Almond’s seeming change of heart has a simple explanation, alleges lawyer Howard H. “Howdy” Burns, a Dipping Pond Run resident and longtime activist for keeping the stream at trout quality. “Vicki’s running for county executive (in 2018), and she decided she needed the kind of money the big developers can raise,” he said.

Almond adamantly denies the charge.

“I am not on the take. I have stood up to developers my whole career,” she said. Her original downzoning was “to force the developer to listen, and they did.”

The issue, no matter what the courts ruled, “wasn’t going to go away,” she said. Her upzoning to 40 lots was a compromise that “was a victory for the community and the developer,” she said.

Others don’t see it that way.

“Developers have always had the keys to Baltimore County — it’s a pay-to-play system here,” said state Sen. Jim Brochin, who represents part of the county.

He said that he plans to announce his own bid for county executive, “and here’s my platform. I think Baltimore County is overdeveloped, and someone’s gotta say: ‘Enough.’ I believe 2018 should be a referendum here on overdevelopment. If you think places like Dipping Pond Run should remain intact, that’s my race.”

Perhaps the real tragedy of Dipping Pond Run and its trout is that it’s all too typical of a county where developers have set the political agenda for decades.

If trout in a stream is a powerful synecdoche, so is their absence.

About Tom Horton

Tom Horton has written about Chesapeake Bay for more than 40 years, including eight books. He lives in Salisbury, where he is also a professor of Environmental Studies at Salisbury University.

Read more articles by Tom Horton

Comments

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Mike Burke on March 06, 2017:

Howard County is making a major change in how it finances campaigns. With a voter-approved referendum already secured, the details of public financing are now being developed. The vanishing trout of Dipping Pond Run underline the need for taking special interest money out of County races. Montgomery County has already done so. Baltimore County should follow suit.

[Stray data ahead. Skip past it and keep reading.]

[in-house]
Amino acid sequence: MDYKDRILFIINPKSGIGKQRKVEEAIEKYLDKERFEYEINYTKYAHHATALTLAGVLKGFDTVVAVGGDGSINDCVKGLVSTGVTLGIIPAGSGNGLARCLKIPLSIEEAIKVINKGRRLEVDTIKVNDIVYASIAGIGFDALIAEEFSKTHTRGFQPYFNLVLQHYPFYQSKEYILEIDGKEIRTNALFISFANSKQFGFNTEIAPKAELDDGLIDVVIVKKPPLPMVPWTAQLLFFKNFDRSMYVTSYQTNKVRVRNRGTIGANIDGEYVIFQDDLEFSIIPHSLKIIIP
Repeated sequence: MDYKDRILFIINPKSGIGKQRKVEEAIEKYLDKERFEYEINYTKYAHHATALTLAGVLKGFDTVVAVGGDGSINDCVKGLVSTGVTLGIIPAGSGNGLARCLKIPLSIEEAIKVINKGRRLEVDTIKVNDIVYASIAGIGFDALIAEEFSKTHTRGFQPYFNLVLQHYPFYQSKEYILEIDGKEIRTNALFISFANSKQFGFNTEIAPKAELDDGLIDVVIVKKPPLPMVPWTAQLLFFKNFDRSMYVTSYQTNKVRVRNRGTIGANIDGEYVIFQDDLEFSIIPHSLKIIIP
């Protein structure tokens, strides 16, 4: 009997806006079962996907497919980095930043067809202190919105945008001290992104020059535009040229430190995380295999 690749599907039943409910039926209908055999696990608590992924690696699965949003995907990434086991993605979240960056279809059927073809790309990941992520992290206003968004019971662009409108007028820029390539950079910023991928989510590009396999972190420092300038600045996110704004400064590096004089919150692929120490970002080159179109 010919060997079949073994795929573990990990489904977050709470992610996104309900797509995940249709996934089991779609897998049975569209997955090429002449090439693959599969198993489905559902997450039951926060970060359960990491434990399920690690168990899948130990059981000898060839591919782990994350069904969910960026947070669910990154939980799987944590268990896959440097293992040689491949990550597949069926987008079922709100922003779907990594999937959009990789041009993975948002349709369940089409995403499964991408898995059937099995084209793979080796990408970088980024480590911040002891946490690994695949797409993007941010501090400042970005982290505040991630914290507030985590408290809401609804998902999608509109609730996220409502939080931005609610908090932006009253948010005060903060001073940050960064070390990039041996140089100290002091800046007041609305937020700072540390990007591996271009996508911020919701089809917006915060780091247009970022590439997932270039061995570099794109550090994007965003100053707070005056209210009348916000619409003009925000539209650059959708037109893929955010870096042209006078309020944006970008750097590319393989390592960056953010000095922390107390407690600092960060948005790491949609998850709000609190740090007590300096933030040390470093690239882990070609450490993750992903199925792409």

Deirdre Smith on March 08, 2017:

Thank you Tom for this article. We live alongside this stream where nothing has changed for 100 years, and see the effects of development upstream every day. The stream runs into the Jones Falls which runs into the Bay. I am sorely disappointed at Council woman Almond's decision to turn her back on the community that has been so supportive and worked so hard to prevent this development. Her decision boggles the mind. Just down the road from this development we have three failed intersections. I thought there was a county law that prevents development within the vicinity of such gridlock. Our laws preventing sprawl are not clear or strong enough.


Ben Schapiro on March 08, 2017:

Kudos to Tom Horton for writing this most important piece on the impact of development in Baltimore County on our environment. If one believes that the addition of 31 lots to the former Chestnut Ridge Country Club property will tax the Dipping Pond Run and the failed intersections, just think about the unbelievable impact from the Grace Church proposal to build a 75,000 square foot building with parking for over 50 cars and lots of daily activity on Seminary Avenue. The same County Counsel people who represent us (Almond and Kach) approved this! Can you imagine what will be next with one of them as County Executive?


douglas carroll on March 08, 2017:

it seems the only game in baltimore county is development of land. There is big money in it, but soon , as a result of poor planning enforcement,and worsening quality of life, there will be no game at all. Just a large housing development with a lot of traffic , sparse public land, and overcrowded schools. It was once the most beautiful of places; I would know. douglas carroll


John Olszewski Jr. on March 11, 2017:

To Mike Burke's point- I've already called for such a public system in Baltimore County (see the Jan 12th Baltimore Sun article, below) and am committed to making it happen here. "John Olszewski Jr. of Dundalk, a former state delegate also considering a run, said a better option is to set up a publicly funded campaign finance system, which he says would better address the issue of special interests pouring money into campaigns."